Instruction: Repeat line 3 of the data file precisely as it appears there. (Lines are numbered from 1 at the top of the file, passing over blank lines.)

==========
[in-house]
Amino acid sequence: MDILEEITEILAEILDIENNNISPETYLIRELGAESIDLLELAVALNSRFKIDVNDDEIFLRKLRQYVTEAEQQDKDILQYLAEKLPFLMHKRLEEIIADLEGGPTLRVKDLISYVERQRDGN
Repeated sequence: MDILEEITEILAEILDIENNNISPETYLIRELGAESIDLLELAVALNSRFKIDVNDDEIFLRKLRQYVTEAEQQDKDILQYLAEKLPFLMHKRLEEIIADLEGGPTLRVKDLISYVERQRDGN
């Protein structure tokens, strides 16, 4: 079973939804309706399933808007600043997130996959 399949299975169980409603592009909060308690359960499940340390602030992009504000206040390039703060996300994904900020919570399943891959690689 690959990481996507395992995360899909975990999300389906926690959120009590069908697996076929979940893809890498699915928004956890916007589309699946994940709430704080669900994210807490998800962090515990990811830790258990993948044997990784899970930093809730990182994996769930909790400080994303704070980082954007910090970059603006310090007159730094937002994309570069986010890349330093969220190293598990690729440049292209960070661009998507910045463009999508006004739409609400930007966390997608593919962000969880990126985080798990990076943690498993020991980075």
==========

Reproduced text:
Repeated sequence: MDILEEITEILAEILDIENNNISPETYLIRELGAESIDLLELAVALNSRFKIDVNDDEIFLRKLRQYVTEAEQQDKDILQYLAEKLPFLMHKRLEEIIADLEGGPTLRVKDLISYVERQRDGN